In genealogical research, occasionally you will find a gem that you never thought could help you. One of those gems is the World War I draft cards.
Why you ask would I want to look at World War I Draft Cards? They contain some really fascinating information. They were done in all 48 states, the District of Columbia and the territories of Alaska, Hawaii, and Puerto Rico.
According to the National Archives "During World War I there were three registrations. The first, on June 5, 1917, was for all men between the ages of 21 and 31. The second, on June 5, 1918, registered those who attained age 21 after June 5, 1917. (A supplemental registration was held on August 24, 1918, for those becoming 21 years old after June 5, 1918. This was included in the second registration.) The third registration was held on September 12, 1918, for men age 18 through 45.
Included on these cards are full name, address, date and place of birth, race, citizenship, occupation, a physical description (eye color, hair color, height and build) and their signature.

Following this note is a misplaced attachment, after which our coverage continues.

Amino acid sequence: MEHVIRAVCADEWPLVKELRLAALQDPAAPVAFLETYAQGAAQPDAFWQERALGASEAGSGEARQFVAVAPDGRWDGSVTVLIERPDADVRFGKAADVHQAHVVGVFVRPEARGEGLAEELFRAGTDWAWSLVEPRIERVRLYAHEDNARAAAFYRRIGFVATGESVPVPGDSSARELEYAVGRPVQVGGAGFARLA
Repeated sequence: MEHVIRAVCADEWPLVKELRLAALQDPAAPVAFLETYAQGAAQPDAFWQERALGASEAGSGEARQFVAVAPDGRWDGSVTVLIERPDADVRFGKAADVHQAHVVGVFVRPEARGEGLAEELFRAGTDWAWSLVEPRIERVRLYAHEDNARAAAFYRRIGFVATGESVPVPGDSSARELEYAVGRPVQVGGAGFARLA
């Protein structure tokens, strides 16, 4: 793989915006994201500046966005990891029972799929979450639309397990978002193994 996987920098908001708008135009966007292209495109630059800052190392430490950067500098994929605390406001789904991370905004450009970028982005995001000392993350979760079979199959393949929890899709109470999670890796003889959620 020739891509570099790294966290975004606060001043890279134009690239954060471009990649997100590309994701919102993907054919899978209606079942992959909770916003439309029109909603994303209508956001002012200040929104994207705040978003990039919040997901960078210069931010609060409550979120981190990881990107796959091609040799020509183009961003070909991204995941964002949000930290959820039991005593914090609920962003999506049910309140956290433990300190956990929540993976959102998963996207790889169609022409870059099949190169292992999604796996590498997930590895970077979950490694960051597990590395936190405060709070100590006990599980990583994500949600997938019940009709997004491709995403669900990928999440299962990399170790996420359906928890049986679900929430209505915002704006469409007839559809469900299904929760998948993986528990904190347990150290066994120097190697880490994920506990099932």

You can look at these for all the members of your family who might have been within the ages of 21-45 at the time of the First World War. I found it very helpful to see eye color in particular since most old photos are black and white or sepia.
Also, that so illusive place of birth is included here so that may possibly be of help to you. Even if it isn't going to answer any major questions, give it a look it is fascinating.
This is basically what they look like and all the information they can provide. This is a case of adding meat to the bones of your genealogy.
In my particular case, I was able to answer a question that has plagued me most of my life, why I have brown eyes in a blue eyed family. By looking at my grandfather's draft registration and that of his brothers I was given an answer. While he and one brother had hazel eyes, one other brother had blue and one had brown. Quite the mix.